Change at the Top

I'm not sure how to properly evaluate Cincinnati Police Chief Thomas Streicher's overall performance as administrator and leader of a large bureaucracy. His boss, the city manager, is the best judg

I'm not sure how to properly evaluate Cincinnati Police Chief Thomas Streicher's overall performance as administrator and leader of a large bureaucracy. His boss, the city manager, is the best judge of that.

But I am sure that, no matter what objective or subjective standard is used, three unarmed citizens dead at the hands of Cincinnati Police in the past three years reflects poorly on Streicher. Such deaths demonstrate a pattern and a culture within the department, and as the top guy Streicher is responsible for setting and feeding that culture.

After Roger Owensby Jr.'s death in November 2000 and Timothy Thomas' death in April 2001, several things changed in the Cincinnati Police Department — procedures, policies, paperwork, oversight and a general openness to work closer with citizens. With Nathaniel Jones' death last week, more changes likely are to come, starting with possible new equipment.

But two things stubbornly stay the same: the department culture that enables these citizen confrontations and the person in charge of that culture. There's no excuse — and no good reason — for maintaining the defective status quo.

Streicher must be replaced as police chief, if only because everything else has been tried.

When you eliminate all other possible reasons for why unarmed citizens die in encounters with Cincinnati Police, only a few possibilities remain.

The police — specifically their union, the Fraternal Order of Police (FOP) — would have you believe the victims are to blame.

Post-incident FOP press conferences usually offer a litany of reasons the victim was responsible for his own fate: He ran, he stayed and fought, he had a criminal record, he was high on something, he was overweight, he resisted arrest. And when FOP Vice President Keith Fangman stands at the podium and says, as he did Dec. 5, that even after such incidents officers aren't going to back down, you believe him.

The message I hear from Fangman is this: If you run from cops, death is justified. The same's true if you fight cops, if you have a criminal record, if you're high, if you're overweight, if you resist arrest. It can get ugly and we can't help that, Fangman said.

The sadly ironic thing is that, whenever Fangman speaks at these FOP press conferences, grim photos of Cincinnati cops killed in the line of duty loom over all in attendance. The police force rightly has a "no tolerance" approach to officer deaths — they're simply unacceptable.

There is no possible good reason for citizens to kill a police officer, and every sane person supports that position. Does anyone remember which murdered officer, Jeter or Pope, was black and which was white? Did anyone have a press conference after their deaths and try to say that something's out of whack because 50 percent of the dead officers were black but only about 25 percent of the department was black?

Such behavior was and is unacceptable. Such deaths are unacceptable.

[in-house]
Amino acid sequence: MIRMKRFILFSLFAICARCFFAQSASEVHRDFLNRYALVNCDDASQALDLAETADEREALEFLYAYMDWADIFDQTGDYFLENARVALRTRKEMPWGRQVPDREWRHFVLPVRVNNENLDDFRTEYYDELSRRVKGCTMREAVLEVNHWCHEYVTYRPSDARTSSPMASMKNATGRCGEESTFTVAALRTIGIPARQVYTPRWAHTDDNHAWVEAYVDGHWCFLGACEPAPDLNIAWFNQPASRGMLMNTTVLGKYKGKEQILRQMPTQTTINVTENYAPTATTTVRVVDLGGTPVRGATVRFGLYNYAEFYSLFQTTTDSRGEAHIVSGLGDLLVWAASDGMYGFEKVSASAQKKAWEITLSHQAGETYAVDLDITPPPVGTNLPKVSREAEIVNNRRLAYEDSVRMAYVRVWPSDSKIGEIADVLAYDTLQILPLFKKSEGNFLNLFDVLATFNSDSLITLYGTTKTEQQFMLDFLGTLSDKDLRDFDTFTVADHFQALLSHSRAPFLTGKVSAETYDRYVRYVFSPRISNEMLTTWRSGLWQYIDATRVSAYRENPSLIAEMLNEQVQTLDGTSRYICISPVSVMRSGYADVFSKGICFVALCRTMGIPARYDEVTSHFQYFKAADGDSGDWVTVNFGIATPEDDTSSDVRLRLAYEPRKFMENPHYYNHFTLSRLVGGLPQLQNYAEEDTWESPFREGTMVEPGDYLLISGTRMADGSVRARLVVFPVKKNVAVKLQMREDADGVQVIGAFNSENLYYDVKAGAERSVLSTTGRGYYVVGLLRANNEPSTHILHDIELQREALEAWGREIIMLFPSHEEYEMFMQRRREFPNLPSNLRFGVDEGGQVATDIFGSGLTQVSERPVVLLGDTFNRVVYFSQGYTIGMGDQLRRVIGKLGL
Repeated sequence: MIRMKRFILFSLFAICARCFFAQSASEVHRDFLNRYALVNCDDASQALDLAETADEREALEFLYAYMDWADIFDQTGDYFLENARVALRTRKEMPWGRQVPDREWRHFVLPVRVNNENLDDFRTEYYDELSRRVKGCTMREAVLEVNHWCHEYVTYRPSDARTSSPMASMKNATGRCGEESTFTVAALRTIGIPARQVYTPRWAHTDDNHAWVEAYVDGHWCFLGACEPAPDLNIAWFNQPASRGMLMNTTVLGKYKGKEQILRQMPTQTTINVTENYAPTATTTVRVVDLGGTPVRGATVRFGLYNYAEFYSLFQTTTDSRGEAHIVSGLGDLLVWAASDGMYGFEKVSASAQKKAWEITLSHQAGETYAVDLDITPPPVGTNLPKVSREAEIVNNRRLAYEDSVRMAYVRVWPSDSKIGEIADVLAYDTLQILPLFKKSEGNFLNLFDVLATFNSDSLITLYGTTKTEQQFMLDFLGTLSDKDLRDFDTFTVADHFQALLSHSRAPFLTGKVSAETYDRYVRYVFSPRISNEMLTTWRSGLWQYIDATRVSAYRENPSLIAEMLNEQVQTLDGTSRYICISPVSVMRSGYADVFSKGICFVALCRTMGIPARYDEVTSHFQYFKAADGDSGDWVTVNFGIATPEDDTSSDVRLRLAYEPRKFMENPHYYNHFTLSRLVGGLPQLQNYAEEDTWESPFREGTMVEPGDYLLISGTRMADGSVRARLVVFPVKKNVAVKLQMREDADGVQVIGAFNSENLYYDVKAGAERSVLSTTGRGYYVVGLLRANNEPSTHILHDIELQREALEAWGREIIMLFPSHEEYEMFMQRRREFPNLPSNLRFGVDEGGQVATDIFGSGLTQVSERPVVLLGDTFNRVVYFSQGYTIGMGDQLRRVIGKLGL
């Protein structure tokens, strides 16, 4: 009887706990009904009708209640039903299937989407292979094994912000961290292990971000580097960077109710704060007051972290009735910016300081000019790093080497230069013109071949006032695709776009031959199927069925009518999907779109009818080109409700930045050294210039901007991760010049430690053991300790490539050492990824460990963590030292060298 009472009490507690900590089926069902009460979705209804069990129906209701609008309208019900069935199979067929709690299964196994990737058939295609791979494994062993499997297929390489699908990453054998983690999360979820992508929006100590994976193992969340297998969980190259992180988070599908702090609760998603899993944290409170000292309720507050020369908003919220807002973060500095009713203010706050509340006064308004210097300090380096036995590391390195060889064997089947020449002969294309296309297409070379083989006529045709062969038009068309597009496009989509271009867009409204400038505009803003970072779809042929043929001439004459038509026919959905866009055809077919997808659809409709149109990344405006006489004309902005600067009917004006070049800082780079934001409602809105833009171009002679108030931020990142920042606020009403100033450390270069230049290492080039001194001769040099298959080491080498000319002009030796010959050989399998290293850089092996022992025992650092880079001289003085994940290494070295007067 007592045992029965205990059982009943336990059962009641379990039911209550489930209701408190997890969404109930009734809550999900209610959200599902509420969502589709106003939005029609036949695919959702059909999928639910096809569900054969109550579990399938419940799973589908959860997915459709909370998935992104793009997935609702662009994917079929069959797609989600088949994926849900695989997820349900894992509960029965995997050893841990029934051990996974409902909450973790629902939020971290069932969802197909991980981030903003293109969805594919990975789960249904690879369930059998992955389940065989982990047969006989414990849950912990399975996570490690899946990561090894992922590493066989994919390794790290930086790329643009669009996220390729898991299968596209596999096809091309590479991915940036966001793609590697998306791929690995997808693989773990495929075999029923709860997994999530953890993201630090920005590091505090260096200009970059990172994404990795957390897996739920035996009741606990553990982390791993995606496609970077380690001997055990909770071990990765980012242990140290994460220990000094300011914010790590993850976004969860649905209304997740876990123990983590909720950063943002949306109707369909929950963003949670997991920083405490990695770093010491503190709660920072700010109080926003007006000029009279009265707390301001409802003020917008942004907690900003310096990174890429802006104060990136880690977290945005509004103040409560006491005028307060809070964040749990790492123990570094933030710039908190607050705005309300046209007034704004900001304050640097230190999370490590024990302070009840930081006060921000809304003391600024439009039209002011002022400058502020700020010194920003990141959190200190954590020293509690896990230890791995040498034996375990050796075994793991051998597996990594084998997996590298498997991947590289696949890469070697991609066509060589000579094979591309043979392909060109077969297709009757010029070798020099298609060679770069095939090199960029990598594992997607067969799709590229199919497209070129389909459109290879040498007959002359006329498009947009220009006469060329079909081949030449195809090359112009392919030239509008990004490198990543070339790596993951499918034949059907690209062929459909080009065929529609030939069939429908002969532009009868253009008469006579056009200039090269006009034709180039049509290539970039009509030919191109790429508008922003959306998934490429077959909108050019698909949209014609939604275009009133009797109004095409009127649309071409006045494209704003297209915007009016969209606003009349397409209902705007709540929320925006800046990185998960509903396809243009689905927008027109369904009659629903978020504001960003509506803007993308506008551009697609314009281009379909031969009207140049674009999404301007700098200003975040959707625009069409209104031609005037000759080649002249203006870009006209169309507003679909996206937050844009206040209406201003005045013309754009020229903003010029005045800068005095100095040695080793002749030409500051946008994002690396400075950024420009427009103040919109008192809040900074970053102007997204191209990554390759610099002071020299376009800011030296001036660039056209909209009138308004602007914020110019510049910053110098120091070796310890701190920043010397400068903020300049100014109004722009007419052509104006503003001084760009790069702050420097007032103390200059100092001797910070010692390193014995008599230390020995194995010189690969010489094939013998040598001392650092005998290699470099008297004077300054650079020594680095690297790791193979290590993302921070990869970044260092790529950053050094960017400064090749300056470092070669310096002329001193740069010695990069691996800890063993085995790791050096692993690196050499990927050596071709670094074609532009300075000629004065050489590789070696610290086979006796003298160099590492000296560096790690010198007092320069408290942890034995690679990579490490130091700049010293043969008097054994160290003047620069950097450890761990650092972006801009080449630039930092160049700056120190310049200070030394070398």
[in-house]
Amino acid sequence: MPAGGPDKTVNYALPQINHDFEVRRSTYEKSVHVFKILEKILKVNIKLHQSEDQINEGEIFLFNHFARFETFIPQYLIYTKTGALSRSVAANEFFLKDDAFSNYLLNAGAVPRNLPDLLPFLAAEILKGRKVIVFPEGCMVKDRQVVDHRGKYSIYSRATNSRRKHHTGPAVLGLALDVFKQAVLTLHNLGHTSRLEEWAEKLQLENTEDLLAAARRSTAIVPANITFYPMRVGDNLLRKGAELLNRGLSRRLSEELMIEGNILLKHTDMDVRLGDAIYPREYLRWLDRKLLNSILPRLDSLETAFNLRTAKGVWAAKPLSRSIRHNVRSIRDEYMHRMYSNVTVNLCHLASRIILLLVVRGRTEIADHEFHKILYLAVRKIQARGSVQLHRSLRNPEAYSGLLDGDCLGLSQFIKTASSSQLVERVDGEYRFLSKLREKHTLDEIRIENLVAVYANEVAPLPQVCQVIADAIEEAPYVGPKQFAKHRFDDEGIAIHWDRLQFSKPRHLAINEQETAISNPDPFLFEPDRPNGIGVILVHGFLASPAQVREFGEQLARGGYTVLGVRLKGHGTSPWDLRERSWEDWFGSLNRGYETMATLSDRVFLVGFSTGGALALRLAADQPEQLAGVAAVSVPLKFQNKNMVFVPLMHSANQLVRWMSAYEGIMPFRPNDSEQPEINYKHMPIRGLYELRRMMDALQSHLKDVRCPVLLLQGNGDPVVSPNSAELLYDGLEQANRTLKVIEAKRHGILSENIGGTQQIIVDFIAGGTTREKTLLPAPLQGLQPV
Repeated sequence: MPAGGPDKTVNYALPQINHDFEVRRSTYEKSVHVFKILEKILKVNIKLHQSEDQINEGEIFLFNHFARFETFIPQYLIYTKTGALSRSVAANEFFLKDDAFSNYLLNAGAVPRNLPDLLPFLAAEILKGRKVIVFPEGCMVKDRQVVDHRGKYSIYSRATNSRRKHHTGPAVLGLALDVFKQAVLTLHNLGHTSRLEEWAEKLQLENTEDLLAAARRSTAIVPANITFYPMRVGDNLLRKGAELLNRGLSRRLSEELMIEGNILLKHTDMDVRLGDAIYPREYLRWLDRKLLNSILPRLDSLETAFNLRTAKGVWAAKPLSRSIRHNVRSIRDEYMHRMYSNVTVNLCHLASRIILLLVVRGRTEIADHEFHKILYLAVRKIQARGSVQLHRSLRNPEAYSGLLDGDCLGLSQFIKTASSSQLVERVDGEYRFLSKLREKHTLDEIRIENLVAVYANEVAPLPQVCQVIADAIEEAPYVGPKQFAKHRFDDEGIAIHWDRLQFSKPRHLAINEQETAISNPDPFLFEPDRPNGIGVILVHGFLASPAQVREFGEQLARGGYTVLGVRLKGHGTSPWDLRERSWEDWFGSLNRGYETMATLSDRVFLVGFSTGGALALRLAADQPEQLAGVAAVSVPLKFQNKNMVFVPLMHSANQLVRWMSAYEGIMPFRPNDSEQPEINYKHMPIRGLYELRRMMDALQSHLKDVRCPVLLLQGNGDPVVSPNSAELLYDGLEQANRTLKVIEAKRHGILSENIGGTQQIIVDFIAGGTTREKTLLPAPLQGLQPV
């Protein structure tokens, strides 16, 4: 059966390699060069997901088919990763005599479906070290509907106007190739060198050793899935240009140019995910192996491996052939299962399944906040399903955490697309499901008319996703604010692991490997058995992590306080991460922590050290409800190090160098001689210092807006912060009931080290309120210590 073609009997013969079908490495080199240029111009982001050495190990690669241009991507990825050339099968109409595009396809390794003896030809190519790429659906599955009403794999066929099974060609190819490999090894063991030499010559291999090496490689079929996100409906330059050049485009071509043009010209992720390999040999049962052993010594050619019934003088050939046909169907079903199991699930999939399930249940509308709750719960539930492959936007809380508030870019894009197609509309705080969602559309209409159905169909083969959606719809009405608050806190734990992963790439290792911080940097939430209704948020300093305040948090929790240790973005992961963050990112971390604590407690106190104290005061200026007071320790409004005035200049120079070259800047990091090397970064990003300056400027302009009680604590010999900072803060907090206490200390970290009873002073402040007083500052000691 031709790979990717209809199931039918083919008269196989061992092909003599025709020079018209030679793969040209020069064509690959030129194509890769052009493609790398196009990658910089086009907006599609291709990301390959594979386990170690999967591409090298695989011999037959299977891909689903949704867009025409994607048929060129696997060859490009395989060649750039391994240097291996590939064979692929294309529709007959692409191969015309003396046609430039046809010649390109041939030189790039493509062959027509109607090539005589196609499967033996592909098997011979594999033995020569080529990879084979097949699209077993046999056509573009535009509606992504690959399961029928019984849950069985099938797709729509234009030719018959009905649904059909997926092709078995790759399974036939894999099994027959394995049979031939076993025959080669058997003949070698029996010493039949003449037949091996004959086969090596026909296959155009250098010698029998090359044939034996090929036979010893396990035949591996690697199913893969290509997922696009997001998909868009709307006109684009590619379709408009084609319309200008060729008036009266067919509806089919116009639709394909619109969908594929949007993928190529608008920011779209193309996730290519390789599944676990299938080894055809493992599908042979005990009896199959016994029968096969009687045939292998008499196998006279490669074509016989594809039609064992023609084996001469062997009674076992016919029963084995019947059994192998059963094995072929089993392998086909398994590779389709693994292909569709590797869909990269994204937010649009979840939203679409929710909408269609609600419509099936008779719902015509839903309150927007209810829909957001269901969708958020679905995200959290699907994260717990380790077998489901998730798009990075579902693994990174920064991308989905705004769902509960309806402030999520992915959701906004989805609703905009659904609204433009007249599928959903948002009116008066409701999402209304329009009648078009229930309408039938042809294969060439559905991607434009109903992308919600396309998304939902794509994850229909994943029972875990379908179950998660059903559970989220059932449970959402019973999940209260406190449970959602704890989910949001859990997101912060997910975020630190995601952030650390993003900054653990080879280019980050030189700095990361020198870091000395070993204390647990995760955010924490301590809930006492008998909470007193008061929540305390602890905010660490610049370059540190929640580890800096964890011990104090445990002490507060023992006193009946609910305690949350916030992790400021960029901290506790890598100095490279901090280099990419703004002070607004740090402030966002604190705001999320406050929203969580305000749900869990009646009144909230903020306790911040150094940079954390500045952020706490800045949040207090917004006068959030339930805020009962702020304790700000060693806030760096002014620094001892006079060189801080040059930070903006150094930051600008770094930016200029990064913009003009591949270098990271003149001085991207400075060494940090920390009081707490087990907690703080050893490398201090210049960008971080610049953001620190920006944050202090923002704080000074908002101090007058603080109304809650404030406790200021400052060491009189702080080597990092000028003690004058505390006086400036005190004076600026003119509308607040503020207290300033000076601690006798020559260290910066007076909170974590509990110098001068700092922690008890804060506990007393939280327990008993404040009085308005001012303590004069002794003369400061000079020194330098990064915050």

Yet it's clear to many people that the FOP doesn't regard civilian deaths as unacceptable. They're simply the cost of doing business.

In the absence of any other voice, that opinion becomes the official Cincinnati Police position in the public's mind. Why hasn't Streicher repudiated such garbage? Why hasn't he informed the citizens of Cincinnati that the death of any unarmed civilian at the hands of his officers is unacceptable?

When neither the public nor the police rank and file hear the chief say that citizens' lives are as valuable as officers', negative attitudes are confirmed and hardened.

Not to trivialize these deaths, but it's like the sports world. The Bengals had a hardened culture of losing until they changed coaches. With primarily the same roster of players from last year's 2-14 team, Marvin Lewis has willed the Bengals toward the playoffs this year.

The first thing he did was to convince his team that losing was unacceptable. Before Lewis, losing was part of the deal as a Bengal. Not anymore.

When company culture begins to excuse losing, football teams change coaches. Fortune 500 corporations fire CEOs. Newspapers bring in new publishers.

The culture of the Cincinnati Police Department needs turned around. Chief Streicher — who, as revealed in Leslie Blade's cover story, keeps files on his officers in order to confirm loyalty — must be replaced.

Under his current contract, the chief can be fired for only narrow reasons of cause and can appeal any dismissal. Knowing the city's dismal record of having firings of even horrible officers upheld, Streicher likely would get his job back if fired.

So any replacement would have to be voluntary. Perhaps Carl Lindner (Reds), Mike Brown (Bengals), A.G. Lafley (Procter & Gamble), Margaret Buchanan (Cincinnati Enquirer), Jack Cassidy (Cincinnati Bell) and even Arnold Schwarzenegger (California) could persuade Streicher of the value of change at the top.

In August 2001, CityBeat called for Streicher's resignation in our "Cincinnati MUST" plan for healing the city after Thomas' death and the subsequent riots. Not much has changed since then, and that's the problem.

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